Digital Copyright Exchange: Hooper's Final Report

On 5 Jan 2012 I reported the Richard Hooper had been appointed to carry out a feasibility study on a digital copyright exchange and his call for evidence (see "Copyright: Hooper Calls for Evidence" ). Richard Hooper has now published his report: Copyright works: Streamlining copyright licensing for the digital age.

In his report, he said that the creative industries had responded constructively to Professor Hargreaves's report and were busy streamlining copyright licensing for the digital age. He expected such streamlining to reinforce the lead enjoyed that the British creative industries already enjoy in the distribution of digitized content. However, more could be done and his main suggestion was

"the creation of a not-for-profit, industry led Copyright Hub based in the UK that links interoperably and scalably to the growing national and international network of private and public sector digital copyright exchanges, rights registries and other copyright-related databases, using agreed cross-sectoral and cross-border data building blocks and standards, based on voluntary, opt-in, non-exclusive and pro-competitive principles."
Such a Hub would serve both copyright owners and content users in the UK and beyond and it would have 5 main purposes.   First, acting as a signposting and navigation mechanism to the complex world of copyright. Secondly, being the place to go for copyright education.   Thirdly, being the place where any copyright owner can choose to register works, the associated rights to those works, permitted uses and licences granted.   Fourthly, being the place for potential licensees to go for easy to use, transparent, low transaction cost copyright licensing via for example digital copyright exchanges (DCEs), acting in effect as a marketplace for rights,  Fifthly, being one of the authoritative places where prospective users of orphan works6 can go to demonstrate they have done proper, reasonable and due diligent searches for the owners of those works before they digitize them.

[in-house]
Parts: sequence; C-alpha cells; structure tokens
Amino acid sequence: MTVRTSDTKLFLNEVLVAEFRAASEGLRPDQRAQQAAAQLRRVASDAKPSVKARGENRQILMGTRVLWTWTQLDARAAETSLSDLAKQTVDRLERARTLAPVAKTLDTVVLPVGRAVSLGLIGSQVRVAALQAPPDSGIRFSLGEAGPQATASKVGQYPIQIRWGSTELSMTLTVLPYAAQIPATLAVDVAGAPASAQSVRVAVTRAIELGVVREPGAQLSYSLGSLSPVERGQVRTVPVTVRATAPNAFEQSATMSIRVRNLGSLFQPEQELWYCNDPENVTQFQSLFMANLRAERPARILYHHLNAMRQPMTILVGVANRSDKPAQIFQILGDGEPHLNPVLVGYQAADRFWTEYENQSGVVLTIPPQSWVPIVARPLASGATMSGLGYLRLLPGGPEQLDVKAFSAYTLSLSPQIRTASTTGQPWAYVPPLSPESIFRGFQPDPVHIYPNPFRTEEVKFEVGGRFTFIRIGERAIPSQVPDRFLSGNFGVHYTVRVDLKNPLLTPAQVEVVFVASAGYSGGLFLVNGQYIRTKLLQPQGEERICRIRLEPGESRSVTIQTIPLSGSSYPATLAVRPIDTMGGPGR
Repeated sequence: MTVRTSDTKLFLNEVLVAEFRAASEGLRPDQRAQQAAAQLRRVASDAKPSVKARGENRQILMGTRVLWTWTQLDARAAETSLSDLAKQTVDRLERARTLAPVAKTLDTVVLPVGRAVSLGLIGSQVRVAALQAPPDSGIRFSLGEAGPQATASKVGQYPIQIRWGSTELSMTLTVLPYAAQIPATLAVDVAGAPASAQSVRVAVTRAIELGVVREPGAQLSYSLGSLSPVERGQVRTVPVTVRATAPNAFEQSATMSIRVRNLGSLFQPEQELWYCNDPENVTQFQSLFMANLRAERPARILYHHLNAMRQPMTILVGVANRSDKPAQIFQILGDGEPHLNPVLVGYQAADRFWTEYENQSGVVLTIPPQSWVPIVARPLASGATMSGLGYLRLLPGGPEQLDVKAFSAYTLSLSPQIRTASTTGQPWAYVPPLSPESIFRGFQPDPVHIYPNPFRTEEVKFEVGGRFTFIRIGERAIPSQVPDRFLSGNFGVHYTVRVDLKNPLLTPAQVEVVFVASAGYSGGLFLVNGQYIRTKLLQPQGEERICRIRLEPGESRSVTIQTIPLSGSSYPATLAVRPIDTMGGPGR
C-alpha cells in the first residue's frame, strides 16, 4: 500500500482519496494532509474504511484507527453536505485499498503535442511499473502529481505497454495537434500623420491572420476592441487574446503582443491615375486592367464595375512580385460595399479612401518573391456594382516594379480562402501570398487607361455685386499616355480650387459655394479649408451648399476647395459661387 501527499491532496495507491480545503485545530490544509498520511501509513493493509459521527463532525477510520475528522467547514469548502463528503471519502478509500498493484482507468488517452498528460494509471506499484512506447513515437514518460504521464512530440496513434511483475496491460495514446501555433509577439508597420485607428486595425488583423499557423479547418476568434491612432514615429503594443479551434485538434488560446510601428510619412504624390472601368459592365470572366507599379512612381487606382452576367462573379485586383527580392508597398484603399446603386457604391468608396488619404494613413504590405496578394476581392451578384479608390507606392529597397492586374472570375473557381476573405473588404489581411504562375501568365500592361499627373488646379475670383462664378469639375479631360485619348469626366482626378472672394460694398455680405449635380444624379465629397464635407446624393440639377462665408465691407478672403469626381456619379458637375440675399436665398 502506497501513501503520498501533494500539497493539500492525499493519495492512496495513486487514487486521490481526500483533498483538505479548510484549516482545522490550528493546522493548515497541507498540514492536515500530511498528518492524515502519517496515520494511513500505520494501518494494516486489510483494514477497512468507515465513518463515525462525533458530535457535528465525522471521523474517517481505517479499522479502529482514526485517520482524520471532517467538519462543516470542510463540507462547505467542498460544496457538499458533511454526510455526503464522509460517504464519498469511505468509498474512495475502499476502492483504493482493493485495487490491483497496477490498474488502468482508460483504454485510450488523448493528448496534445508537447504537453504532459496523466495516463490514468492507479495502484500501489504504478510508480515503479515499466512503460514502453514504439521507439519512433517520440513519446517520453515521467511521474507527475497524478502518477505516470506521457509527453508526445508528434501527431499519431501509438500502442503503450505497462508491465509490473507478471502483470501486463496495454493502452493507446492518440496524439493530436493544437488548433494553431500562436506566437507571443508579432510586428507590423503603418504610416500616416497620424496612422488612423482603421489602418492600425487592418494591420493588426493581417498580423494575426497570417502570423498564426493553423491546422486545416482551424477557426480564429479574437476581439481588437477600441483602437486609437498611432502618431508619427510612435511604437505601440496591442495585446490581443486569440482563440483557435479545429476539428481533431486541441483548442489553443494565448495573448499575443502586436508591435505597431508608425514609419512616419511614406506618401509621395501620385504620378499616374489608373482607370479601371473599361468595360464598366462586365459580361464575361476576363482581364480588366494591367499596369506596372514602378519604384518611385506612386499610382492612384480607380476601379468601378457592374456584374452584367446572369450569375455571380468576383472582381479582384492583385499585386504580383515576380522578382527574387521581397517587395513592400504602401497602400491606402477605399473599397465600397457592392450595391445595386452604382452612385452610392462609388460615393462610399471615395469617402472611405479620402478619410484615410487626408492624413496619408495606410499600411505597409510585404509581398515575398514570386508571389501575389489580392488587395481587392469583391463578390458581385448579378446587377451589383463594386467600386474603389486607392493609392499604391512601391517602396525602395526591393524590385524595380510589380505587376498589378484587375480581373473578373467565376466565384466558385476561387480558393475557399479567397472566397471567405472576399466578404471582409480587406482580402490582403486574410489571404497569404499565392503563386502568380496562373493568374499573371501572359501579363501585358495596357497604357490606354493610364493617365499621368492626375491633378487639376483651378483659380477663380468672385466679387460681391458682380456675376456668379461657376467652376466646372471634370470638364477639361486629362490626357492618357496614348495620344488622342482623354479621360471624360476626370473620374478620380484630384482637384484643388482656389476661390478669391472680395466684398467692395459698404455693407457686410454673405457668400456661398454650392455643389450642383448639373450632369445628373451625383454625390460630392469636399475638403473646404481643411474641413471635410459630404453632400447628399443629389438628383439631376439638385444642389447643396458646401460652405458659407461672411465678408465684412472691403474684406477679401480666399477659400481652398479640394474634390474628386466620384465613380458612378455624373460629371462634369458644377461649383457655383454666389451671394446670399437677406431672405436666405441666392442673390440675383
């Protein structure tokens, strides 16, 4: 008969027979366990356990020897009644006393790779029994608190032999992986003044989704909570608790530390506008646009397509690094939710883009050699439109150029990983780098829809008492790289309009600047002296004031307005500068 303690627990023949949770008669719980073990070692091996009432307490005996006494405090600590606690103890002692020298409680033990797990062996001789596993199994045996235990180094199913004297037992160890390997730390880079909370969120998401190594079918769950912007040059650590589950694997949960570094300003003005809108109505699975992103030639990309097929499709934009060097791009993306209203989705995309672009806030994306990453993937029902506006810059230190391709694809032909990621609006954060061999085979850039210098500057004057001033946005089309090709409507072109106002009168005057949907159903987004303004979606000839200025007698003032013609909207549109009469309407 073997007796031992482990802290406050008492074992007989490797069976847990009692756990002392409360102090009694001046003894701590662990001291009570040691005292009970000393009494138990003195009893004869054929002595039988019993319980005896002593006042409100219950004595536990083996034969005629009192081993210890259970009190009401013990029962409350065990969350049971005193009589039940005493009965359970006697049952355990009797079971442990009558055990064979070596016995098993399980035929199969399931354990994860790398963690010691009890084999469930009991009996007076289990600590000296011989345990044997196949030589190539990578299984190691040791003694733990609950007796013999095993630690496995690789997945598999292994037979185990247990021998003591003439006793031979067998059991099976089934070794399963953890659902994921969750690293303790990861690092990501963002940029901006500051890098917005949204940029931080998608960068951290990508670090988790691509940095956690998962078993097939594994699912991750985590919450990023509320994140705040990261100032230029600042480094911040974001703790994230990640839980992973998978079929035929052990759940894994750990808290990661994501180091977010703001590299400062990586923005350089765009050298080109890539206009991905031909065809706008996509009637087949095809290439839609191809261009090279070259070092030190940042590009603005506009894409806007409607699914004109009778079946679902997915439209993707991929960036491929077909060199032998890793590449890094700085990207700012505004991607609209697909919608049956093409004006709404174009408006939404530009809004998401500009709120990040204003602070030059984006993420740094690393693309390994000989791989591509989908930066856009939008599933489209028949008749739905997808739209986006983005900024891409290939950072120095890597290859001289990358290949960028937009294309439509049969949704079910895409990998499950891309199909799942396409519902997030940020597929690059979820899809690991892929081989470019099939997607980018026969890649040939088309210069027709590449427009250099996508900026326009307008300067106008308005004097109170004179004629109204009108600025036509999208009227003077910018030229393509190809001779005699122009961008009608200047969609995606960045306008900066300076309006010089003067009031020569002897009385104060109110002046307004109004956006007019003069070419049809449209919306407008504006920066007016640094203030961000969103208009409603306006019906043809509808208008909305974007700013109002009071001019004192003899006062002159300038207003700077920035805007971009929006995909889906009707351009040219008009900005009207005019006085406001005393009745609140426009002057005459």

To maintain momentum, Hooper has recommended setting up a steering group to be called the Copyright Licensing Steering Group (CLSG) with a wide mandate to ensure continuing cross-sector and where
possible cross-border coordination. The creative industries had already agreed to provide an office for that work for another year.   The report addresses a number of technical issues such as the standardization of identifiers and other data. It also describes some of the licensing and registration schemes that exist in various parts of the world,

Should anyone wish to discuss this article or Richard Hooper's final report, call me on 0800 862 0055 or contact me through Facebook, Linkedin, twitter or Xing, or through my contact page.


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